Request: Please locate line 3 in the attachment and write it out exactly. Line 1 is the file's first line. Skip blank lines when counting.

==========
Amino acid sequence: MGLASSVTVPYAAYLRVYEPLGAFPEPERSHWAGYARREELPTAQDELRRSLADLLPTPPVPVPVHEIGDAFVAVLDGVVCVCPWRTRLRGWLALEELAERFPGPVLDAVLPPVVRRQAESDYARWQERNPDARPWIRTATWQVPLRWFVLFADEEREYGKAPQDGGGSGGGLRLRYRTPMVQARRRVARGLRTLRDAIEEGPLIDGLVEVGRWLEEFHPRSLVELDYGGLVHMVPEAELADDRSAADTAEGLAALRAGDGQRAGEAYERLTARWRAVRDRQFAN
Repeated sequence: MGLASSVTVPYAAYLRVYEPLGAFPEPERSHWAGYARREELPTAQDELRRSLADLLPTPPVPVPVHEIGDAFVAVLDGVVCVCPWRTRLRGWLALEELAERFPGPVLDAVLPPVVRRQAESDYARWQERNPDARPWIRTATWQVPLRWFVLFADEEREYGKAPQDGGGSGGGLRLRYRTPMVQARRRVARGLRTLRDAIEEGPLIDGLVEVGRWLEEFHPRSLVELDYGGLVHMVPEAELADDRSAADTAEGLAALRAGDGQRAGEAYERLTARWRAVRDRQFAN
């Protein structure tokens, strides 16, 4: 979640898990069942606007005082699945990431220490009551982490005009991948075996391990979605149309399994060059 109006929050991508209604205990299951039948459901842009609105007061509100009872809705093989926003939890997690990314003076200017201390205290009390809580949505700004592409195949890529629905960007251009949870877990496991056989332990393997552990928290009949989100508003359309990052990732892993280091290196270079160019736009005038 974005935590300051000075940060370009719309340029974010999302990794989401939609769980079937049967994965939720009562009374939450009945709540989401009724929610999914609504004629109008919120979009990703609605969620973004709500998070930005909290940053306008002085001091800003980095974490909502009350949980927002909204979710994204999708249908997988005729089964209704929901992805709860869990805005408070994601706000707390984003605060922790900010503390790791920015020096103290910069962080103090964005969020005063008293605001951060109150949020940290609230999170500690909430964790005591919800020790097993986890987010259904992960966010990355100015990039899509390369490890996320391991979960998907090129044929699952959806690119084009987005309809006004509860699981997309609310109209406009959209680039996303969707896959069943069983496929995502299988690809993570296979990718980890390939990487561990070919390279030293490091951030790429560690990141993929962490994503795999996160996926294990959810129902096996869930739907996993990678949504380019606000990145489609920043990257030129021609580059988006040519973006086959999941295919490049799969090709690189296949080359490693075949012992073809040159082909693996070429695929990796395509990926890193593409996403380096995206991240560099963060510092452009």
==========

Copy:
């Protein structure tokens, strides 16, 4: 979640898990069942606007005082699945990431220490009551982490005009991948075996391990979605149309399994060059 109006929050991508209604205990299951039948459901842009609105007061509100009872809705093989926003939890997690990314003076200017201390205290009390809580949505700004592409195949890529629905960007251009949870877990496991056989332990393997552990928290009949989100508003359309990052990732892993280091290196270079160019736009005038 974005935590300051000075940060370009719309340029974010999302990794989401939609769980079937049967994965939720009562009374939450009945709540989401009724929610999914609504004629109008919120979009990703609605969620973004709500998070930005909290940053306008002085001091800003980095974490909502009350949980927002909204979710994204999708249908997988005729089964209704929901992805709860869990805005408070994601706000707390984003605060922790900010503390790791920015020096103290910069962080103090964005969020005063008293605001951060109150949020940290609230999170500690909430964790005591919800020790097993986890987010259904992960966010990355100015990039899509390369490890996320391991979960998907090129044929699952959806690119084009987005309809006004509860699981997309609310109209406009959209680039996303969707896959069943069983496929995502299988690809993570296979990718980890390939990487561990070919390279030293490091951030790429560690990141993929962490994503795999996160996926294990959810129902096996869930739907996993990678949504380019606000990145489609920043990257030129021609580059988006040519973006086959999941295919490049799969090709690189296949080359490693075949012992073809040159082909693996070429695929990796395509990926890193593409996403380096995206991240560099963060510092452009």